Supermajor and large independent producers generally enjoy strong liquidity positions, but tighter capital markets will crimp the purchasing power of smaller players at a time when some properties would likely become available at “distressed prices,” Standard & Poor’s Ratings Services (S&P) analyst Thomas Watters wrote in a recent note.
“The debt capital markets are effectively closed for speculative-grade issuers, and asset sales are becoming more difficult to execute,” Watters wrote. “To make matters worse, unless prices improve from current levels, we expect that commercial banks could soon begin decreasing the borrowing bases that govern companies’ senior secured revolving credit facilities by 15% to 20%.”
Look for significant declines in asset sales and mergers as weaker industry conditions and credit market turmoil make financing more difficult to come by, S&P warned.
S&P is watching speculative grade-rated companies with a lot of bank debt and those that incur negative cash flow in pursuit of aggressive production growth. In the second half of this year S&P has revised the outlook downward for Berry Petroleum Co., placed Chaparral Energy Inc.’s ratings on CreditWatch with negative implications and lowered Gastar Exploration USA Inc.’s ratings, all due to liquidity concerns.
“The weakening global economy and credit market concerns continue to pummel crude oil and natural gas prices,” Watters wrote. “In the case of natural gas, there are also concerns about excess North American supply.
“Without question, lower hydrocarbon prices will weigh heavily on the sector’s credit quality, particularly when we consider that basis differentials remain so wide in the Rockies and the Midcontinent regions and that service costs have not declined much thus far. In addition, many of the drilling prospects in the U.S. are simply not economical.”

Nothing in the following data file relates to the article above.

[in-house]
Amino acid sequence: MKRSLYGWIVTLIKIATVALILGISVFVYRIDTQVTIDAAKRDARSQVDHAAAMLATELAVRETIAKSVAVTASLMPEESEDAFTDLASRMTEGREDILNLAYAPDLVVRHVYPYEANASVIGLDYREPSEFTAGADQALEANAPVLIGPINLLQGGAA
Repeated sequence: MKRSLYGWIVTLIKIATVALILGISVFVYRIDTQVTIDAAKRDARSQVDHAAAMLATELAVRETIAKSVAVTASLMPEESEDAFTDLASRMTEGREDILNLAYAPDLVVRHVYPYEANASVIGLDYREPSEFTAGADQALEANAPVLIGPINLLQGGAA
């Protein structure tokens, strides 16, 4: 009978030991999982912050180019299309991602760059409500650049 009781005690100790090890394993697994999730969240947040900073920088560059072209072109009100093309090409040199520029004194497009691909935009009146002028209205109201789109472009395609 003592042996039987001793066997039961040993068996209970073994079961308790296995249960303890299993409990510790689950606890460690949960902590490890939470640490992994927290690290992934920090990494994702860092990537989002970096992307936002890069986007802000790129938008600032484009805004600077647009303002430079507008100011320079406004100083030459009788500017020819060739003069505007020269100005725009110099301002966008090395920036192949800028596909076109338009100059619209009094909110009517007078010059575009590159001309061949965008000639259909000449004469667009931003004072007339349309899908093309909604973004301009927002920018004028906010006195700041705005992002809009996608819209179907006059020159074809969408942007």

S&P has lowered its 2009 pricing assumptions during the last six months to $55/bbl oil (West Texas Intermediate) from $80/bbl and $6/MMBtu gas (Henry Hub) from $8/MMBtu. “Many companies, particularly speculative grade-rated companies, have significantly hedged commodity prices in 2009, and some well beyond,” Watters noted. “As a result, their cash flows will not decrease immediately.”
Long-term assumptions remain $60/bbl and $6/MMBtu.
Despite the gloom, Watters noted that other industries are worse off in the liquidity department than oil and gas. “Most oil and gas companies have sufficient cushion under their asset-based borrowing facilities, and many companies refinanced debt before the credit crisis began, which extended maturities.”
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